As luck would have it, Isabelle’s friend, the Slayer from the DOOM franchise, has come to the Nintendo Switch.
Earth has been overrun by demons who have wiped out more than half the planet’s population, and it’s your job to take them out. And the best way to do so is fighting through armies of enemies and taking out their Hell Priests. Intense right?
DOOM Eternal is one of the latest Bethesda ports to come to the console, and the game is locked to 30 FPS and 720p resolution. This might sound like a disappointing use of the Nintendo Switch’s capabilities, but the game still feels like a smooth first-person shooter even at those settings and with a 4K-capable TV. Undocked, the gaming experience is much of the same, and on the smaller screen the resolution works well.
Honestly, I’m not great at first-person shooters, but DOOM reminds me of franchises I do like, such as Gears of War—ultraviolent, full of otherworldly enemies, an array of armor and weaponry, and a chainsaw. I haven’t seen another title like the two mentioned franchises release for Nintendo, or port to a Nintendo console, but anyone interested in this genre isn’t unfamiliar with these series.
The music in DOOM Eternal is full of metal guitar riffs that keep your energy high each round. And energy is necessary when hordes of aliens come after you.
DOOM Eternal has two main modes—multiplayer and the campaign. Playing as Slayer in the campaign is a great first step for anyone not accustomed to DOOM’s playstyle. (Though, if you have played other titles like it, the pivot to DOOM Eternal is an easy one.) The game does a great job of giving you the time and space to explore each tutorial and interact with new objects and abilities. Because of this time devoted to teaching the player, I never felt stuck.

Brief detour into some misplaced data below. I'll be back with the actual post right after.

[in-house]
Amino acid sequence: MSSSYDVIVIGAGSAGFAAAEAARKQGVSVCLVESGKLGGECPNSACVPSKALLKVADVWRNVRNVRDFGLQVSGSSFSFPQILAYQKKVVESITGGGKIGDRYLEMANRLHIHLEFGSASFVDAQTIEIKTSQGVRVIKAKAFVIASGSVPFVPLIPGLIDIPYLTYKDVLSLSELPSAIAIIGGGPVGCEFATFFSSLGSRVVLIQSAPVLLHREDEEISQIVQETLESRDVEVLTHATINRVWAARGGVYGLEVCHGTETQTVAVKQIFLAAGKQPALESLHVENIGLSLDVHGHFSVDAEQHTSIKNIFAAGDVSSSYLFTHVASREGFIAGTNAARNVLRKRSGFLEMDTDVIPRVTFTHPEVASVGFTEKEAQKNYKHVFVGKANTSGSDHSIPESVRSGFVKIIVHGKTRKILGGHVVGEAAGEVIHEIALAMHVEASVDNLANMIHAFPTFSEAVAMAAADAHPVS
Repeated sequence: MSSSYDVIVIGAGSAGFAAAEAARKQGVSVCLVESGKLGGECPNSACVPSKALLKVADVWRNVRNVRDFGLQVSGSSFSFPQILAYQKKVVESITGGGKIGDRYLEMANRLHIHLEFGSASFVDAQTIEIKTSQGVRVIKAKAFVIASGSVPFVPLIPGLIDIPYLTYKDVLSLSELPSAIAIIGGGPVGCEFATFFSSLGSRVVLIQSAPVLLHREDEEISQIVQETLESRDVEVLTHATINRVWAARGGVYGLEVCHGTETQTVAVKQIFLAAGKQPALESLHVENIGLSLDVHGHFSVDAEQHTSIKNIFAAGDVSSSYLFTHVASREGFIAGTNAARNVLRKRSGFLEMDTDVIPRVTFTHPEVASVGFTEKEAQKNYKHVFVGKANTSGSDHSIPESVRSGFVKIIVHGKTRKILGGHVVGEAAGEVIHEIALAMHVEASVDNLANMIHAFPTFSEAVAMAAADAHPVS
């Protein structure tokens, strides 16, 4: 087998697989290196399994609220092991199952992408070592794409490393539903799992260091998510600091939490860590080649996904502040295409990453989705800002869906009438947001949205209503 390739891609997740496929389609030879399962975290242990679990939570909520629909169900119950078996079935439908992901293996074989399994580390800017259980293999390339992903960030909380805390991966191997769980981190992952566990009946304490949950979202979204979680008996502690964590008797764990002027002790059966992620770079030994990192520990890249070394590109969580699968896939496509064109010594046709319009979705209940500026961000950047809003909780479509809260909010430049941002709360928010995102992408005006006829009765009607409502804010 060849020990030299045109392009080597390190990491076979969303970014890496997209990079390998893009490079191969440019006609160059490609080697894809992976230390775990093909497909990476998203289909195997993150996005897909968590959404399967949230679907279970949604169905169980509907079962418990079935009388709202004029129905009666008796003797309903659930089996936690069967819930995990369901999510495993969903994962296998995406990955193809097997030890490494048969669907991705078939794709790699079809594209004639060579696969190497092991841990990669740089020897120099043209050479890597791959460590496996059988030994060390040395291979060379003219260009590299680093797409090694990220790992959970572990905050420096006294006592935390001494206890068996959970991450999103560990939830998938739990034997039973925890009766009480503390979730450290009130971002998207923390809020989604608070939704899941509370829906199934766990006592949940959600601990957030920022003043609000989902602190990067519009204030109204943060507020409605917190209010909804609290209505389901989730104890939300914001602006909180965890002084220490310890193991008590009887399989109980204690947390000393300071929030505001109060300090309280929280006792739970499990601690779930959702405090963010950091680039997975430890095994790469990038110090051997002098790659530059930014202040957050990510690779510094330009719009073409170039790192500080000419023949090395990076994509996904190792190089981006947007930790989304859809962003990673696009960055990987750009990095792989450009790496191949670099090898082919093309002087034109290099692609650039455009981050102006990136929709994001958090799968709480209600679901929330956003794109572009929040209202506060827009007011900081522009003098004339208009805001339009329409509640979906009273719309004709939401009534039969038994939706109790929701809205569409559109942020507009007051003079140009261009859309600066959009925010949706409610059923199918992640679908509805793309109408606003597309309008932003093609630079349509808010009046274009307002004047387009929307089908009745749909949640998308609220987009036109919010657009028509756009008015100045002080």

Each demon has its own quirks that make them easier or harder to take down in a fight, and when 20 of them charge at you, having the tutorials beforehand is a godsend. I used the Nintendo Switch Pro Controller, as I’m not a big fan of using the Joy-Cons, and I thought the Pro Controller experience was smooth and familiar. You can adjust the difficulty and the mechanics to suit your needs. Adjusting the thumbstick sensitivity and reticle lock made it much easier to play with just enough of an advantage where the game was still difficult when it was designed to be.
The high-speed energy of DOOM Eternal reminded me of a run-and-gun game, but with the right maneuvering, I managed to isolate a few demons and chainsaw straight through them. (Such a satisfying moment!) There is a bit of lore you pick up along the way that gets added to your codex, but I only found myself looking through it occasionally. DOOM Eternal isn’t the first of the series, and the lore is interesting for scene setting, but it isn’t necessary for gameplay.
The multiplayer experience is a limited one with a 2v1 battle mode, but the setup can be really fun with the right trio! One player is the Slayer, two are the demons. While it is fun, it’s not the team-based aggression I’m used to seeing in games from competing franchises. But that might actually be a good thing as a standout feature, and for its port to Nintendo.
While DOOM Eternal is rated M for its gore and violence, a limited multiplayer experience has some benefits. For a company and console focused on family-first experiences, games with this type of intensity can bring questionable multiplayer chat and competition with it. Sure, aggression and in-fighting can be part of the experience for some players, but any way that Nintendo can curb those types of issues in their multiplayer lobbies is a win for them. While this multiplayer experience isn’t specific to Nintendo, it’s a win here. This type of battle mode reminded me of the games I grew up with before multiplayer lobbies were as prevalent with couch co-op mini games and PVP arenas.
I can’t say if DOOM Eternal will have replay value on the Nintendo Switch to fans of DOOM who have played the series on other devices. However, if there’s ever a day I need to just chainsaw through some demons, I know where I can turn.
Review: DOOM Eternal (Nintendo Switch)
While DOOM Eternal is rated M for its gore and violence, there’s a lot about the gaming experience that makes it safer to play for teen and young adult audiences than the average, multiplayer competitors of its genre. And if there’s ever a day I need to just chainsaw through some demons, I know where I can turn.